Tuesday, October 27, 2015

My modeling imperative

This month Jon, our esteemed shop steward at the Sprue Cutters Union, asked this question for October:

We all get lazy at times but let’s face it, there are areas of this hobby that modelers cannot get skimpy. Whether it’s a part of the assembly process, a finishing technique, or a particular tool, what do you think are the essential aspects you cannot afford to cut corners on during a build? What are your imperatives?

I have to agree with the thoughts of the commonplacemodeler, who said his first imperative is to finish every model. That should be the priority for each and every one of us. If we don’t finish models, we don’t improve our skills and we amass a collection of half-built models that never get built. Neither is a good thing.

Beyond that fundamental imperative, for me the painting and weathering of a model is the most important aspect of every model I build. And every model I look at.

My favorite aircraft from the 2013 IPMS Nats, Bob Windus’s expertly finished 1/48 Hs-129.
As I think about the models I’ve seen at contests and club meetings, those that remain in my memory are those that were, shall we say, stunning. They weren’t necessarily the best built; they may have had construction errors that took them out of contention for an award; they weren't necessarily the most detailed. But they were exceptionally well finished. Whether they had very little weathering or significant weathering, their overall impact was the factor that creates a place for them in my memory.

Here’s the thing. You can put all the detail you want into a model, but once it’s on a contest table or in your display case, it’s very hard for a viewer to see unless he makes an effort to get up close and look for it. Most models are enjoyed at a distance of two to five feet, so it’s crucial that they’re painted and weathered to the best of your abilities.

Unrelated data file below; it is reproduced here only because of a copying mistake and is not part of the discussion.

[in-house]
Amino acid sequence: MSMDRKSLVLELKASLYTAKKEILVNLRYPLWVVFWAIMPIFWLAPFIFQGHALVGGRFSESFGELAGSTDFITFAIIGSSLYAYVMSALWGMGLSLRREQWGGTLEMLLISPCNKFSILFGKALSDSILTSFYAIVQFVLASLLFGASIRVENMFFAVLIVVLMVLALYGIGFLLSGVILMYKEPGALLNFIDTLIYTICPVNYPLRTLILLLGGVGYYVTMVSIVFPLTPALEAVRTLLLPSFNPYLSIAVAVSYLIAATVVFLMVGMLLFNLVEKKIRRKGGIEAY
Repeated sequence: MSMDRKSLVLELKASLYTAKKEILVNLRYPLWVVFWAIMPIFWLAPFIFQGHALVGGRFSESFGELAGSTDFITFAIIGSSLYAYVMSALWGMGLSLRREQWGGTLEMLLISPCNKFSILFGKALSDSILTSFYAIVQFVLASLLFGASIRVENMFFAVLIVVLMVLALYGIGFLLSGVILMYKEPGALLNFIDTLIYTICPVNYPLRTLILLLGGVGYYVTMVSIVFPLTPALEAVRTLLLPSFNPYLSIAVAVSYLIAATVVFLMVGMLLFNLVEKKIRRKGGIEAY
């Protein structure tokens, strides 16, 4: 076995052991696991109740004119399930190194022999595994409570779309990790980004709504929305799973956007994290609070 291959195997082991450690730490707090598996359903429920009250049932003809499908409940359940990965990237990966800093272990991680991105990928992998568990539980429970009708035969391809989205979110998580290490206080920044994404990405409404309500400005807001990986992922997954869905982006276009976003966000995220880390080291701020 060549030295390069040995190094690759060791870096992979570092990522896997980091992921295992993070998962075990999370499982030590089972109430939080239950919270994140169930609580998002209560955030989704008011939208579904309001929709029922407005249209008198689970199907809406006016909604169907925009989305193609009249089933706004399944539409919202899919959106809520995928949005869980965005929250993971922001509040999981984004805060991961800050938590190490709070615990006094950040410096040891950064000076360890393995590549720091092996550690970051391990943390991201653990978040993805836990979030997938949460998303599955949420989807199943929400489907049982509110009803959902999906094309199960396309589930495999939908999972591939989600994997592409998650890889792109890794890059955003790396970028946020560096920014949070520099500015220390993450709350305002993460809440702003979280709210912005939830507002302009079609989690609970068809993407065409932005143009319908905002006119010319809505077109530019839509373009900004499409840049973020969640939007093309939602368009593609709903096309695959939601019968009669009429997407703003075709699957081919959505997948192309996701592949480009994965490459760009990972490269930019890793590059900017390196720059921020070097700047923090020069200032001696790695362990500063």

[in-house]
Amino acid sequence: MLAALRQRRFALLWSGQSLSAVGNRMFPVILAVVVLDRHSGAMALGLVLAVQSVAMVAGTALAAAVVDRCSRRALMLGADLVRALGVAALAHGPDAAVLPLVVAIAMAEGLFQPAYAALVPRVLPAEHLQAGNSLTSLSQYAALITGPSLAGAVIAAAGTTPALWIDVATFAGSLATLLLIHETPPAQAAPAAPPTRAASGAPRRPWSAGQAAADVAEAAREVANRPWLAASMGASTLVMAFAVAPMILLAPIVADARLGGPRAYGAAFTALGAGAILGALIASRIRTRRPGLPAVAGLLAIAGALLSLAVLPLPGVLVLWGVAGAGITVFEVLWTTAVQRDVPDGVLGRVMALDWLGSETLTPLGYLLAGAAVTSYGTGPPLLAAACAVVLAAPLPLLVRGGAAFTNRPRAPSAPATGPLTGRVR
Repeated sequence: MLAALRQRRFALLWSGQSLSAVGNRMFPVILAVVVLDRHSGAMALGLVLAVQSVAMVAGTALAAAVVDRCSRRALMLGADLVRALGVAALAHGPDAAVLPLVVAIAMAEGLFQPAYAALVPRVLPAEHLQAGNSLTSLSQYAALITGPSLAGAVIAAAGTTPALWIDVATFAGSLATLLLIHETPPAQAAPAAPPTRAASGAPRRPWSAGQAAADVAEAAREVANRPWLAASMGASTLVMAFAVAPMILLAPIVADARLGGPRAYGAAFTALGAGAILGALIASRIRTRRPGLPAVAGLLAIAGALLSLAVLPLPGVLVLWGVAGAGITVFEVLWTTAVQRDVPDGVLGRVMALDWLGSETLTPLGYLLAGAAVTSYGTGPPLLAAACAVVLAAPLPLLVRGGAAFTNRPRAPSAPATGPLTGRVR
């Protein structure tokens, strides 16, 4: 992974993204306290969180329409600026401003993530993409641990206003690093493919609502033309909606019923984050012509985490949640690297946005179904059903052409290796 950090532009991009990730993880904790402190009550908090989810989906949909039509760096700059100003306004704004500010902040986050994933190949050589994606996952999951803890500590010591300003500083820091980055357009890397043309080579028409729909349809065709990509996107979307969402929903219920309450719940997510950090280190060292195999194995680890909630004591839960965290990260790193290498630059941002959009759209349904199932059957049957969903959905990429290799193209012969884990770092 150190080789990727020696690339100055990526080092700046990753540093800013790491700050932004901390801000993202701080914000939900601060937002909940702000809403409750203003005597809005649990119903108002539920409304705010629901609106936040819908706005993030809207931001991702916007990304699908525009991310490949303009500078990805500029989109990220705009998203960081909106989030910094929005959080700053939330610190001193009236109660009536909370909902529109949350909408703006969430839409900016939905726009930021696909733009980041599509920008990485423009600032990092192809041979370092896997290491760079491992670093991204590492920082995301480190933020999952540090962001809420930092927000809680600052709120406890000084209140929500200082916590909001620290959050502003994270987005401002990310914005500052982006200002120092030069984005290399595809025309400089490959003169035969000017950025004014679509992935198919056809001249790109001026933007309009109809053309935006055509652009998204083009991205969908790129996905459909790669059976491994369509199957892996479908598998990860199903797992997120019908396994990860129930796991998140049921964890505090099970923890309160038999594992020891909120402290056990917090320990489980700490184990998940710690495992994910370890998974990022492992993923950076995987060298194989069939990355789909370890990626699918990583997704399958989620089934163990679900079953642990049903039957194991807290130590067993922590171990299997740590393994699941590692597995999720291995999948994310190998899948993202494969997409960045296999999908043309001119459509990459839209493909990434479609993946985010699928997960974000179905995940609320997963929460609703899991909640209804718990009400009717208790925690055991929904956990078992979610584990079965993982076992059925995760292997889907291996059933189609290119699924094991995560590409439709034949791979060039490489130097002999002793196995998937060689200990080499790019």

And yet, I have to wonder why detail is also important to me. The models I’ve most enjoyed building are those to which I’ve added a bit of detail. I should build a few models de-emphasizing detail and focusing on finish. That’s what I did with my Academy F4F Wildcat and a Hobby Boss 1/72 MiG-3 recently, both with good results. Maybe it’s time to try again.


  1. Great points Steve and i have to agree with your logic. For me the goal is to buld as many quality models as i can so i work on the OOB method, but i have to admit when i do extra work and it comes out the way i wanted that model moves up as a favourite and one i will often look at when passing the cabinet.

    1. Exactly. I always feel pulled in the direction to add detail, yet so many models in the stash are awaiting my time. Ugh!

  2. I'm mostly an OOB modeler so I try to put extra effort on the finish.I might not have the most detailed cockpits or wheel wells,but I make up for that with concentrating on a good clean & neat overall finish.